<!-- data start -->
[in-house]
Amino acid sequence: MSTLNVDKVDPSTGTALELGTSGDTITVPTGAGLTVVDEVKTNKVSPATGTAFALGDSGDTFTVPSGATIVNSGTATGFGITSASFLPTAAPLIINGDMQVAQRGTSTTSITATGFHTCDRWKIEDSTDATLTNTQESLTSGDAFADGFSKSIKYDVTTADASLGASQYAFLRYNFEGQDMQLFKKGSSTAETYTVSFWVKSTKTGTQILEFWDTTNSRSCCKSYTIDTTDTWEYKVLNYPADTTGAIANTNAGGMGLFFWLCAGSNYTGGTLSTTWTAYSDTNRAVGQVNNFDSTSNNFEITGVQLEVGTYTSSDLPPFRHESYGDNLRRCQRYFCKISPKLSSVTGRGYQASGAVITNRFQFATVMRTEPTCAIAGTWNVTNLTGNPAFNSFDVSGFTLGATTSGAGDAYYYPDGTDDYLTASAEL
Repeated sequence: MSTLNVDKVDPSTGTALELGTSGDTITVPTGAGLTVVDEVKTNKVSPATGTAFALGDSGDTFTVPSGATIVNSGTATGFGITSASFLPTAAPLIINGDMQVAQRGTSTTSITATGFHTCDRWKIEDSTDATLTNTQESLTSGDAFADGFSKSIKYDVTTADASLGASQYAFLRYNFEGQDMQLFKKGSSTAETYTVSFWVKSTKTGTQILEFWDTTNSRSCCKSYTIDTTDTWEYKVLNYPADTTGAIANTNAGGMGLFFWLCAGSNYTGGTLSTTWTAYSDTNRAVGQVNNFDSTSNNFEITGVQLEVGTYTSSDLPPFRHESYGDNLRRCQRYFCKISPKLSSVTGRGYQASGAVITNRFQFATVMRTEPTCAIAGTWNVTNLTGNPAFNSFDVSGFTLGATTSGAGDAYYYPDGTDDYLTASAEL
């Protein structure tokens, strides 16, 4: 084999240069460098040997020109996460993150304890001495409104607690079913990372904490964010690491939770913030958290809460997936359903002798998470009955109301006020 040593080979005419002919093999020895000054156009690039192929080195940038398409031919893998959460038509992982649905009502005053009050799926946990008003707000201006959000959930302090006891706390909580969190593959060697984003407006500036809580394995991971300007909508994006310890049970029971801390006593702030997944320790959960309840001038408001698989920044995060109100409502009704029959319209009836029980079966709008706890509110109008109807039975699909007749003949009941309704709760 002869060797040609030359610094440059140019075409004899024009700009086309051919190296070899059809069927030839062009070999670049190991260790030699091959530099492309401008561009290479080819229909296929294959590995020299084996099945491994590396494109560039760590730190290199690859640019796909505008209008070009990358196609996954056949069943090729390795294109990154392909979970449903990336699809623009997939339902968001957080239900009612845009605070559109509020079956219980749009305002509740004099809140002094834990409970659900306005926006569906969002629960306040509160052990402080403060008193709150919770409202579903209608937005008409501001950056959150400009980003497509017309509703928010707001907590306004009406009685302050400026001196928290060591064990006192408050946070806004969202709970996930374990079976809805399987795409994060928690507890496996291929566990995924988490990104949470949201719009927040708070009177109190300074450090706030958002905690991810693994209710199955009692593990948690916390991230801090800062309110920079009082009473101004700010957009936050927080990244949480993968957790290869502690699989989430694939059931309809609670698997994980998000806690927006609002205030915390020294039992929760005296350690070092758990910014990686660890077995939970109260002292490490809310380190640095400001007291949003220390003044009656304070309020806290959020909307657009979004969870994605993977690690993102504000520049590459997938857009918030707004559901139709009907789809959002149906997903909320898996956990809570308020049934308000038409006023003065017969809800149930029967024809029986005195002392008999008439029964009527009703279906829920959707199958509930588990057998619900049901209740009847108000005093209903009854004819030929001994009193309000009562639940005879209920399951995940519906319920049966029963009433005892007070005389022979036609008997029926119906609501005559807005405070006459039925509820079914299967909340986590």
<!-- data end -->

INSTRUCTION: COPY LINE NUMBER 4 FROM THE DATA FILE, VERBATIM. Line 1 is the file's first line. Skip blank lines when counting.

């Protein structure tokens, strides 16, 4: 084999240069460098040997020109996460993150304890001495409104607690079913990372904490964010690491939770913030958290809460997936359903002798998470009955109301006020 040593080979005419002919093999020895000054156009690039192929080195940038398409031919893998959460038509992982649905009502005053009050799926946990008003707000201006959000959930302090006891706390909580969190593959060697984003407006500036809580394995991971300007909508994006310890049970029971801390006593702030997944320790959960309840001038408001698989920044995060109100409502009704029959319209009836029980079966709008706890509110109008109807039975699909007749003949009941309704709760 002869060797040609030359610094440059140019075409004899024009700009086309051919190296070899059809069927030839062009070999670049190991260790030699091959530099492309401008561009290479080819229909296929294959590995020299084996099945491994590396494109560039760590730190290199690859640019796909505008209008070009990358196609996954056949069943090729390795294109990154392909979970449903990336699809623009997939339902968001957080239900009612845009605070559109509020079956219980749009305002509740004099809140002094834990409970659900306005926006569906969002629960306040509160052990402080403060008193709150919770409202579903209608937005008409501001950056959150400009980003497509017309509703928010707001907590306004009406009685302050400026001196928290060591064990006192408050946070806004969202709970996930374990079976809805399987795409994060928690507890496996291929566990995924988490990104949470949201719009927040708070009177109190300074450090706030958002905690991810693994209710199955009692593990948690916390991230801090800062309110920079009082009473101004700010957009936050927080990244949480993968957790290869502690699989989430694939059931309809609670698997994980998000806690927006609002205030915390020294039992929760005296350690070092758990910014990686660890077995939970109260002292490490809310380190640095400001007291949003220390003044009656304070309020806290959020909307657009979004969870994605993977690690993102504000520049590459997938857009918030707004559901139709009907789809959002149906997903909320898996956990809570308020049934308000038409006023003065017969809800149930029967024809029986005195002392008999008439029964009527009703279906829920959707199958509930588990057998619900049901209740009847108000005093209903009854004819030929001994009193309000009562639940005879209920399951995940519906319920049966029963009433005892007070005389022979036609008997029926119906609501005559807005405070006459039925509820079914299967909340986590």